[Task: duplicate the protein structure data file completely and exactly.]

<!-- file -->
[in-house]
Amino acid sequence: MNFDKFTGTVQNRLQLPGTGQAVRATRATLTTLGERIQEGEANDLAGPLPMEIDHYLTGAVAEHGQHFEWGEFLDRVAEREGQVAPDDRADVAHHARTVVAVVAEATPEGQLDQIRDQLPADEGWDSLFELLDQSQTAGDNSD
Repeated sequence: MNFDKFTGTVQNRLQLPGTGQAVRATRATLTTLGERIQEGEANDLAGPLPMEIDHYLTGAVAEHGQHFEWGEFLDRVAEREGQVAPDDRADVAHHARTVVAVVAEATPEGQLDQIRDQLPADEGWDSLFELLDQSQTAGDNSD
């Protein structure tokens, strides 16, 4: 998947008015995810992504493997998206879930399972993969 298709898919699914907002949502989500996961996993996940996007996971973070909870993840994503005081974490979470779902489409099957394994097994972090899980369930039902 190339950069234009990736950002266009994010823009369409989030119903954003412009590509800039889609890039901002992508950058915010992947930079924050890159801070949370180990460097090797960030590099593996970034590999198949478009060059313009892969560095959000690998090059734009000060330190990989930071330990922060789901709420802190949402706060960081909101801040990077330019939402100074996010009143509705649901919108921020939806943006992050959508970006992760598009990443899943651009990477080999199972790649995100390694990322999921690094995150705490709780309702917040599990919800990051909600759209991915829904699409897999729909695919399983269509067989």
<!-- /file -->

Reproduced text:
[in-house]
Amino acid sequence: MNFDKFTGTVQNRLQLPGTGQAVRATRATLTTLGERIQEGEANDLAGPLPMEIDHYLTGAVAEHGQHFEWGEFLDRVAEREGQVAPDDRADVAHHARTVVAVVAEATPEGQLDQIRDQLPADEGWDSLFELLDQSQTAGDNSD
Repeated sequence: MNFDKFTGTVQNRLQLPGTGQAVRATRATLTTLGERIQEGEANDLAGPLPMEIDHYLTGAVAEHGQHFEWGEFLDRVAEREGQVAPDDRADVAHHARTVVAVVAEATPEGQLDQIRDQLPADEGWDSLFELLDQSQTAGDNSD
């Protein structure tokens, strides 16, 4: 998947008015995810992504493997998206879930399972993969 298709898919699914907002949502989500996961996993996940996007996971973070909870993840994503005081974490979470779902489409099957394994097994972090899980369930039902 190339950069234009990736950002266009994010823009369409989030119903954003412009590509800039889609890039901002992508950058915010992947930079924050890159801070949370180990460097090797960030590099593996970034590999198949478009060059313009892969560095959000690998090059734009000060330190990989930071330990922060789901709420802190949402706060960081909101801040990077330019939402100074996010009143509705649901919108921020939806943006992050959508970006992760598009990443899943651009990477080999199972790649995100390694990322999921690094995150705490709780309702917040599990919800990051909600759209991915829904699409897999729909695919399983269509067989």